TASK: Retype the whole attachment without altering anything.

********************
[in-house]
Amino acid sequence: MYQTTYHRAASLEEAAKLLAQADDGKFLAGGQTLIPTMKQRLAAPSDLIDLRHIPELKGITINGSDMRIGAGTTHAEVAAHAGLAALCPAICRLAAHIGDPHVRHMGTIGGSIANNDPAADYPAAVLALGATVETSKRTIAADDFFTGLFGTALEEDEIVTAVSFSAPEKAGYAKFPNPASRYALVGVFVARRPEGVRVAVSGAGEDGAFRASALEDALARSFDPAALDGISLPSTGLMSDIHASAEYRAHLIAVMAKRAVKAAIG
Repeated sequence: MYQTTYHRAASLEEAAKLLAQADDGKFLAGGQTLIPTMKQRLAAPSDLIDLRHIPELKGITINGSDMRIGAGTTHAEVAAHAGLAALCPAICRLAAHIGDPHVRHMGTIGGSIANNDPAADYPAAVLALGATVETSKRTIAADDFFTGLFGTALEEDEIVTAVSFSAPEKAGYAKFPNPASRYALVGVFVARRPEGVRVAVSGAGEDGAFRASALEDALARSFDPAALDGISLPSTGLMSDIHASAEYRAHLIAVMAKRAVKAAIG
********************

[in-house]
Amino acid sequence: MYQTTYHRAASLEEAAKLLAQADDGKFLAGGQTLIPTMKQRLAAPSDLIDLRHIPELKGITINGSDMRIGAGTTHAEVAAHAGLAALCPAICRLAAHIGDPHVRHMGTIGGSIANNDPAADYPAAVLALGATVETSKRTIAADDFFTGLFGTALEEDEIVTAVSFSAPEKAGYAKFPNPASRYALVGVFVARRPEGVRVAVSGAGEDGAFRASALEDALARSFDPAALDGISLPSTGLMSDIHASAEYRAHLIAVMAKRAVKAAIG
Repeated sequence: MYQTTYHRAASLEEAAKLLAQADDGKFLAGGQTLIPTMKQRLAAPSDLIDLRHIPELKGITINGSDMRIGAGTTHAEVAAHAGLAALCPAICRLAAHIGDPHVRHMGTIGGSIANNDPAADYPAAVLALGATVETSKRTIAADDFFTGLFGTALEEDEIVTAVSFSAPEKAGYAKFPNPASRYALVGVFVARRPEGVRVAVSGAGEDGAFRASALEDALARSFDPAALDGISLPSTGLMSDIHASAEYRAHLIAVMAKRAVKAAIG